Regional transportation leaders critical of Washington area council of governments
The event was part of the Loudoun Chamber of Commerce's PolicyMaker Series that examines consequential issues in the region and state.
Monica Backmon, executive director Northern Virginia Transportation Authority, David Birtwistle, CEO of the Northern Virginia Transportation Alliance and Richard Parsons, vice chair of the Suburban Maryland Transportation Alliance painted a picture of a region with the capacity to fund major transportation projects, but one that lacked the leadership to steer them in the right direction, making the projects beneficial to the region as a whole.
The transportation heads agreed that funding Metro’s core projects and a new Potomac River crossing could be some of the top regional transit investments.
However, they noted in order to sustain those and future projects, the region’s business community, congressional delegation and Metropolitan Washington Council of Governments would need to help more than they have been.
Birtwistle and Parsons said that, if they had to rate the 300-member council of governments -- which is made up of elected officials from 23 local governments for its efforts in creating an “effective transportation plan” -- MWCOG would get a D or F grade.
The two said MWCOG had become plagued by special interest groups and that its members now only lobby for the interests of their own jurisdictions without considering the greater region’s transportation needs.
“Most of the activities that are undertaken by these bodies are looking at 'What’s in it for my jurisdiction?’ and not necessarily what’s good for the entire region,” Birtwistle said. “Long-term plans are developed, reams of paper are wasted on priorities that have no priorities ... so we’re not getting the value of what this organization is intended to do for the region.”
Parsons said what he saw in MWCOG’s recent regional transportation priorities plan report read like “gobbledy gook” because of the many different individual priorities listed in the report.
“Instead of doing real long-range planning, all [MWCOG’s] doing is stapling together local priorities in each jurisdiction into a big binder and calling it a regional plan,” Parsons said.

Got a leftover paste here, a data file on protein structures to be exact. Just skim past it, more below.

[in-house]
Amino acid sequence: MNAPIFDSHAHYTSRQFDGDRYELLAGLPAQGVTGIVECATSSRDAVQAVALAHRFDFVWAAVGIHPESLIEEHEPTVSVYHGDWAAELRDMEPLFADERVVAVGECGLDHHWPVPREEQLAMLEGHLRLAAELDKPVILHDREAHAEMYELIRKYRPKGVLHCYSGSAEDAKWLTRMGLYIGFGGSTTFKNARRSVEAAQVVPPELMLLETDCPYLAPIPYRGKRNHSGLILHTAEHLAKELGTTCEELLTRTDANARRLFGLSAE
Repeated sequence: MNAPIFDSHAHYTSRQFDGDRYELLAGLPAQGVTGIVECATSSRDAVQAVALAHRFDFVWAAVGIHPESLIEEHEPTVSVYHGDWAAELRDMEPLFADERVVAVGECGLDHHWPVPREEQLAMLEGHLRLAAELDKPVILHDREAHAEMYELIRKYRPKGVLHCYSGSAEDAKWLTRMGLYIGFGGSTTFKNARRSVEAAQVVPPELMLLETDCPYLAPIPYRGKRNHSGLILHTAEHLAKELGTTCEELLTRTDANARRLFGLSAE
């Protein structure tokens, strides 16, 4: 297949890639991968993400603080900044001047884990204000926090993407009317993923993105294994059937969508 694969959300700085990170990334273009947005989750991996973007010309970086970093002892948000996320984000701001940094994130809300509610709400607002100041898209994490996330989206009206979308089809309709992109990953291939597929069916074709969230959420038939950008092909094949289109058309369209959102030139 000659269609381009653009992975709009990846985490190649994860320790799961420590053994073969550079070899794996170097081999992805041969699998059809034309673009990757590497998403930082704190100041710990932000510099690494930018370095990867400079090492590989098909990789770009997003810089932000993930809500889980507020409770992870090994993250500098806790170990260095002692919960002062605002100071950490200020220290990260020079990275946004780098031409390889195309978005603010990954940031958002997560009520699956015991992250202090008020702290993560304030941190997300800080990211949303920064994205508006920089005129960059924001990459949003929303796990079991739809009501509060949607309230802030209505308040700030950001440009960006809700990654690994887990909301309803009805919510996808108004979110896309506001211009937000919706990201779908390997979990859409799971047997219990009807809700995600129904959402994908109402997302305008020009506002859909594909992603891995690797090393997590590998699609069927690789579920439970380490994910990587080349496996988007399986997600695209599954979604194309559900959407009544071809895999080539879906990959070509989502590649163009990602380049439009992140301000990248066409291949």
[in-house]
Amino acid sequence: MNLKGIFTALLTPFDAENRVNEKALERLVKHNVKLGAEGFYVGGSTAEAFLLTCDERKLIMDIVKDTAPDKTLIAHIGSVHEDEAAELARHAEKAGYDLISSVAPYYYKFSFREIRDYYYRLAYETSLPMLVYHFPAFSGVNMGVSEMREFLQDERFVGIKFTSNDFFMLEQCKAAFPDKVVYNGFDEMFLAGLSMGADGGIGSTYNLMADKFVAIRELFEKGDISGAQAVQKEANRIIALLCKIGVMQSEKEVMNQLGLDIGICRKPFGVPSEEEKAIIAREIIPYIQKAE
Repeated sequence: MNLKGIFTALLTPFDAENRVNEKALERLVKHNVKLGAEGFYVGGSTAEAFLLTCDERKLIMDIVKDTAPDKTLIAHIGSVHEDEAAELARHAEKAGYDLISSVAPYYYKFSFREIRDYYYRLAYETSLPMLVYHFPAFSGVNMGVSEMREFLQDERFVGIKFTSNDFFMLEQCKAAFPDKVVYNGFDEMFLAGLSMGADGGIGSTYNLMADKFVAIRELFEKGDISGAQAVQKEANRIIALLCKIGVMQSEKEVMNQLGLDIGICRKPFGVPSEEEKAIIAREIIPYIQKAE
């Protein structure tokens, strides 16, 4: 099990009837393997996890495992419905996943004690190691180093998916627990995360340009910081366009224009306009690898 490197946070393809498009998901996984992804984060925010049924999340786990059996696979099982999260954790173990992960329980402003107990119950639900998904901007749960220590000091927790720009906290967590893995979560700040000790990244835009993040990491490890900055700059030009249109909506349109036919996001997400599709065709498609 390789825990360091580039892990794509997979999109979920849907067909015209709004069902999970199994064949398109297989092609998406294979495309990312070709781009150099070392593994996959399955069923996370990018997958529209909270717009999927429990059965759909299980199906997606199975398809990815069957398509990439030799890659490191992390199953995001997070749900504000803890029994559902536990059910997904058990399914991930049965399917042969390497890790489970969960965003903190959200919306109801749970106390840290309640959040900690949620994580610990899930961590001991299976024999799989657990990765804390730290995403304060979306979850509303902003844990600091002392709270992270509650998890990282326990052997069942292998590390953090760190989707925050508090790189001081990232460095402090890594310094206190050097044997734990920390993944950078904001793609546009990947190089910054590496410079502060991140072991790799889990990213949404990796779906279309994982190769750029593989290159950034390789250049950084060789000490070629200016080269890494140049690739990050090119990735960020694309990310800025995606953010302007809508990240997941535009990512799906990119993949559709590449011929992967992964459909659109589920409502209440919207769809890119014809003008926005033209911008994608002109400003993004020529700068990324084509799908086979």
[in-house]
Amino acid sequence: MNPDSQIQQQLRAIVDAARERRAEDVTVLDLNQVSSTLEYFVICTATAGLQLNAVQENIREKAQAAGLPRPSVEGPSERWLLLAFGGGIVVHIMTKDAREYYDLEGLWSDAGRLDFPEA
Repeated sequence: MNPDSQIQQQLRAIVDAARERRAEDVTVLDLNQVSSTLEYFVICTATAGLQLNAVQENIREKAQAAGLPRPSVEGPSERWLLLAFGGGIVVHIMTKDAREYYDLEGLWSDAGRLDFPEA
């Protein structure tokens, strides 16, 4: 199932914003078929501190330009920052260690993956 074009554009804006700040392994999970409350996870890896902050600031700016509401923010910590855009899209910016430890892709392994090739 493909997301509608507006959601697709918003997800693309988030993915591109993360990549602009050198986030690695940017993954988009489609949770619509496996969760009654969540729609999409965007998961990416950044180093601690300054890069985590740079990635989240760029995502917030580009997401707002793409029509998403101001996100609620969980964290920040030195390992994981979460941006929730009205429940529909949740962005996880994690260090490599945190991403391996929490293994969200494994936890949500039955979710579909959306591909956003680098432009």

They agreed the private sector could play a role in steering discussions around transportation projects in the right direction and speeding up the overall process to get things built.
“Unequivocally, the business community has to be the driver of any discussions when more regional projects are undertaken,” Birtwistle said.
Birtwistle noted the importance hearing from employers and those who could chose to relocate their business outside of the region about the need for completing key transportation projects.
“That’s what gets the public decision maker's attention,” he said.
Thursday’s State of Transportation discussion came as the Northern Virginia Transportation Authority is in the midst of updating its TransAction 2040 plan.
TransAction 2040 helps fund northern Virginia jurisdictions’ transportation projects that alleviate congestion in the region.
According to NVTA, recommended improvements in the Financially Constrained Long-Range Plan and the TransAction 2040 plan represent nearly $42 billion in transportation infrastructure and service expansion and $44 billion in highway and transit operations and preservation from 2011 to 2040.
NVTA Executive Director Backmon said she expects the authority will adopt TransAction 2040 in early October, but she noted they are still looking at a list of regional “mega projects,” including the Metrorail extension, the American Legion Bridge, Virginia Railway Express expansion, a Potomac River crossing and more.
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